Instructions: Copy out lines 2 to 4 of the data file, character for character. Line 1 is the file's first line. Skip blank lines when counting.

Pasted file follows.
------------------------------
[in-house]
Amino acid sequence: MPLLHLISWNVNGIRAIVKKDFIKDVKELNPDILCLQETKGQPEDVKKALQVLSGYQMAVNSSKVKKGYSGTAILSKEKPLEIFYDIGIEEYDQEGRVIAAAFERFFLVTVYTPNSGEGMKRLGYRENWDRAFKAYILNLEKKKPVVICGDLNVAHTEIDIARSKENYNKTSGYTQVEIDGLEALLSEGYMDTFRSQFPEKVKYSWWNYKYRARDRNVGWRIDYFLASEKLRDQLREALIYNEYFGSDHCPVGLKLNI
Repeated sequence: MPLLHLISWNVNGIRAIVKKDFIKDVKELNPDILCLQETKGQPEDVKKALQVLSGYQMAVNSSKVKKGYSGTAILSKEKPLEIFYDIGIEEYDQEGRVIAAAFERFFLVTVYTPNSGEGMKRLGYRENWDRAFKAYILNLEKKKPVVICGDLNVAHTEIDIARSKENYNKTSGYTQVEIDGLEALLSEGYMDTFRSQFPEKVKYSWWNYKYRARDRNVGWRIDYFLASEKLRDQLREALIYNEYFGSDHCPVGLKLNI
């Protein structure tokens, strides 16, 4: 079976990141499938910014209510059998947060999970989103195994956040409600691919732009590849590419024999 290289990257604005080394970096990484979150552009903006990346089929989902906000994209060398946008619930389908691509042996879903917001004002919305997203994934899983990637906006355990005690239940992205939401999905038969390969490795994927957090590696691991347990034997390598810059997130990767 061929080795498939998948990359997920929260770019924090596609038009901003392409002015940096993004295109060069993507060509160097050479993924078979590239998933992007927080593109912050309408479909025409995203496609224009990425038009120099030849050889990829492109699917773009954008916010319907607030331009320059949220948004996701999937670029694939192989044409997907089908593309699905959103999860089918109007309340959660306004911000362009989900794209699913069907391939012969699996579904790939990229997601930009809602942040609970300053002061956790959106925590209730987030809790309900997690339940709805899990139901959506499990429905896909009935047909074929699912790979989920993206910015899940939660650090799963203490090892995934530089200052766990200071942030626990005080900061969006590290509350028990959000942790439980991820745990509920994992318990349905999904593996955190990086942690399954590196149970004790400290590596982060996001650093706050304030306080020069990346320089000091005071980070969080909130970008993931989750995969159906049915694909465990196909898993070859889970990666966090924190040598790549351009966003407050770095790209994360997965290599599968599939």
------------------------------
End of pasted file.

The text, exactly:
Amino acid sequence: MPLLHLISWNVNGIRAIVKKDFIKDVKELNPDILCLQETKGQPEDVKKALQVLSGYQMAVNSSKVKKGYSGTAILSKEKPLEIFYDIGIEEYDQEGRVIAAAFERFFLVTVYTPNSGEGMKRLGYRENWDRAFKAYILNLEKKKPVVICGDLNVAHTEIDIARSKENYNKTSGYTQVEIDGLEALLSEGYMDTFRSQFPEKVKYSWWNYKYRARDRNVGWRIDYFLASEKLRDQLREALIYNEYFGSDHCPVGLKLNI
Repeated sequence: MPLLHLISWNVNGIRAIVKKDFIKDVKELNPDILCLQETKGQPEDVKKALQVLSGYQMAVNSSKVKKGYSGTAILSKEKPLEIFYDIGIEEYDQEGRVIAAAFERFFLVTVYTPNSGEGMKRLGYRENWDRAFKAYILNLEKKKPVVICGDLNVAHTEIDIARSKENYNKTSGYTQVEIDGLEALLSEGYMDTFRSQFPEKVKYSWWNYKYRARDRNVGWRIDYFLASEKLRDQLREALIYNEYFGSDHCPVGLKLNI
């Protein structure tokens, strides 16, 4: 079976990141499938910014209510059998947060999970989103195994956040409600691919732009590849590419024999 290289990257604005080394970096990484979150552009903006990346089929989902906000994209060398946008619930389908691509042996879903917001004002919305997203994934899983990637906006355990005690239940992205939401999905038969390969490795994927957090590696691991347990034997390598810059997130990767 061929080795498939998948990359997920929260770019924090596609038009901003392409002015940096993004295109060069993507060509160097050479993924078979590239998933992007927080593109912050309408479909025409995203496609224009990425038009120099030849050889990829492109699917773009954008916010319907607030331009320059949220948004996701999937670029694939192989044409997907089908593309699905959103999860089918109007309340959660306004911000362009989900794209699913069907391939012969699996579904790939990229997601930009809602942040609970300053002061956790959106925590209730987030809790309900997690339940709805899990139901959506499990429905896909009935047909074929699912790979989920993206910015899940939660650090799963203490090892995934530089200052766990200071942030626990005080900061969006590290509350028990959000942790439980991820745990509920994992318990349905999904593996955190990086942690399954590196149970004790400290590596982060996001650093706050304030306080020069990346320089000091005071980070969080909130970008993931989750995969159906049915694909465990196909898993070859889970990666966090924190040598790549351009966003407050770095790209994360997965290599599968599939």